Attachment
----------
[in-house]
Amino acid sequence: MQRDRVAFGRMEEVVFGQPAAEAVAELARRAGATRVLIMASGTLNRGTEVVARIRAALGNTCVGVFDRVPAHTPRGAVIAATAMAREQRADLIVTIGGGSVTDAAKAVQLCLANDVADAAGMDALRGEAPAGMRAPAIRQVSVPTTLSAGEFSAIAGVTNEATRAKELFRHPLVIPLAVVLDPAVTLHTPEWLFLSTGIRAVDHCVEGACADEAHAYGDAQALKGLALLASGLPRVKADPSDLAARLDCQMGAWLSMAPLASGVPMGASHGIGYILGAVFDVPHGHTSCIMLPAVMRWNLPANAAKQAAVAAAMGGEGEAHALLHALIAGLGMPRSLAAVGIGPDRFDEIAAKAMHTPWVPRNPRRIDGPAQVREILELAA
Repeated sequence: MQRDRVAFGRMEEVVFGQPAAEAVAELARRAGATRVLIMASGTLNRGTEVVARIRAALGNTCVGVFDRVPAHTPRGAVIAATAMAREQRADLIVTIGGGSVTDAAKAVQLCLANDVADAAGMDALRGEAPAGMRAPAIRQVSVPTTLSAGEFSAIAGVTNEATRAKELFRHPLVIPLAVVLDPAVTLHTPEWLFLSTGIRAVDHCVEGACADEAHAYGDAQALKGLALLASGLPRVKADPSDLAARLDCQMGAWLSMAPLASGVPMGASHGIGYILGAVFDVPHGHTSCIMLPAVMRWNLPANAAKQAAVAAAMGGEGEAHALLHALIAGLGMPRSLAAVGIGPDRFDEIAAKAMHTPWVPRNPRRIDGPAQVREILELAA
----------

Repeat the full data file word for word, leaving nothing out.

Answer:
[in-house]
Amino acid sequence: MQRDRVAFGRMEEVVFGQPAAEAVAELARRAGATRVLIMASGTLNRGTEVVARIRAALGNTCVGVFDRVPAHTPRGAVIAATAMAREQRADLIVTIGGGSVTDAAKAVQLCLANDVADAAGMDALRGEAPAGMRAPAIRQVSVPTTLSAGEFSAIAGVTNEATRAKELFRHPLVIPLAVVLDPAVTLHTPEWLFLSTGIRAVDHCVEGACADEAHAYGDAQALKGLALLASGLPRVKADPSDLAARLDCQMGAWLSMAPLASGVPMGASHGIGYILGAVFDVPHGHTSCIMLPAVMRWNLPANAAKQAAVAAAMGGEGEAHALLHALIAGLGMPRSLAAVGIGPDRFDEIAAKAMHTPWVPRNPRRIDGPAQVREILELAA
Repeated sequence: MQRDRVAFGRMEEVVFGQPAAEAVAELARRAGATRVLIMASGTLNRGTEVVARIRAALGNTCVGVFDRVPAHTPRGAVIAATAMAREQRADLIVTIGGGSVTDAAKAVQLCLANDVADAAGMDALRGEAPAGMRAPAIRQVSVPTTLSAGEFSAIAGVTNEATRAKELFRHPLVIPLAVVLDPAVTLHTPEWLFLSTGIRAVDHCVEGACADEAHAYGDAQALKGLALLASGLPRVKADPSDLAARLDCQMGAWLSMAPLASGVPMGASHGIGYILGAVFDVPHGHTSCIMLPAVMRWNLPANAAKQAAVAAAMGGEGEAHALLHALIAGLGMPRSLAAVGIGPDRFDEIAAKAMHTPWVPRNPRRIDGPAQVREILELAA